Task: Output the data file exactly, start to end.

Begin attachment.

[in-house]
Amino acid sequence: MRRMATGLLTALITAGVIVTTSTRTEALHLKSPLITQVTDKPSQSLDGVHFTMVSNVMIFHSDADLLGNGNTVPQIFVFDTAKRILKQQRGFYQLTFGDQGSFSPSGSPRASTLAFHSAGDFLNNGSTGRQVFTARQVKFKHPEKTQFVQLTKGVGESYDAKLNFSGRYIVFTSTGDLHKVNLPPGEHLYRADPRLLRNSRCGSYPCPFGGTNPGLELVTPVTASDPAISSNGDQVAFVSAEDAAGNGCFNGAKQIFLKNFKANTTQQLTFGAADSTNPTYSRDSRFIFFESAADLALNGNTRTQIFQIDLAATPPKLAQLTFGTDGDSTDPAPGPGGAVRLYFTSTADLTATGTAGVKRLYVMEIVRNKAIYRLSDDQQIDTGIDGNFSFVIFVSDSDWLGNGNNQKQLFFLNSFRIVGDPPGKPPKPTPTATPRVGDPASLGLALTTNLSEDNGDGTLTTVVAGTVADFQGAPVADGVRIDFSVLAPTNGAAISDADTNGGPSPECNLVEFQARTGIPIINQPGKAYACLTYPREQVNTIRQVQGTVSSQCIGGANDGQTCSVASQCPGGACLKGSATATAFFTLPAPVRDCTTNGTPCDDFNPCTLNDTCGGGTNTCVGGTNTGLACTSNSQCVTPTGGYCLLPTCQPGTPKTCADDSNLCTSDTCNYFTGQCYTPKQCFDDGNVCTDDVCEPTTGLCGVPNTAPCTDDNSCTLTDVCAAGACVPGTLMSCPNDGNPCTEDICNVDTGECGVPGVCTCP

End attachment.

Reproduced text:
[in-house]
Amino acid sequence: MRRMATGLLTALITAGVIVTTSTRTEALHLKSPLITQVTDKPSQSLDGVHFTMVSNVMIFHSDADLLGNGNTVPQIFVFDTAKRILKQQRGFYQLTFGDQGSFSPSGSPRASTLAFHSAGDFLNNGSTGRQVFTARQVKFKHPEKTQFVQLTKGVGESYDAKLNFSGRYIVFTSTGDLHKVNLPPGEHLYRADPRLLRNSRCGSYPCPFGGTNPGLELVTPVTASDPAISSNGDQVAFVSAEDAAGNGCFNGAKQIFLKNFKANTTQQLTFGAADSTNPTYSRDSRFIFFESAADLALNGNTRTQIFQIDLAATPPKLAQLTFGTDGDSTDPAPGPGGAVRLYFTSTADLTATGTAGVKRLYVMEIVRNKAIYRLSDDQQIDTGIDGNFSFVIFVSDSDWLGNGNNQKQLFFLNSFRIVGDPPGKPPKPTPTATPRVGDPASLGLALTTNLSEDNGDGTLTTVVAGTVADFQGAPVADGVRIDFSVLAPTNGAAISDADTNGGPSPECNLVEFQARTGIPIINQPGKAYACLTYPREQVNTIRQVQGTVSSQCIGGANDGQTCSVASQCPGGACLKGSATATAFFTLPAPVRDCTTNGTPCDDFNPCTLNDTCGGGTNTCVGGTNTGLACTSNSQCVTPTGGYCLLPTCQPGTPKTCADDSNLCTSDTCNYFTGQCYTPKQCFDDGNVCTDDVCEPTTGLCGVPNTAPCTDDNSCTLTDVCAAGACVPGTLMSCPNDGNPCTEDICNVDTGECGVPGVCTCP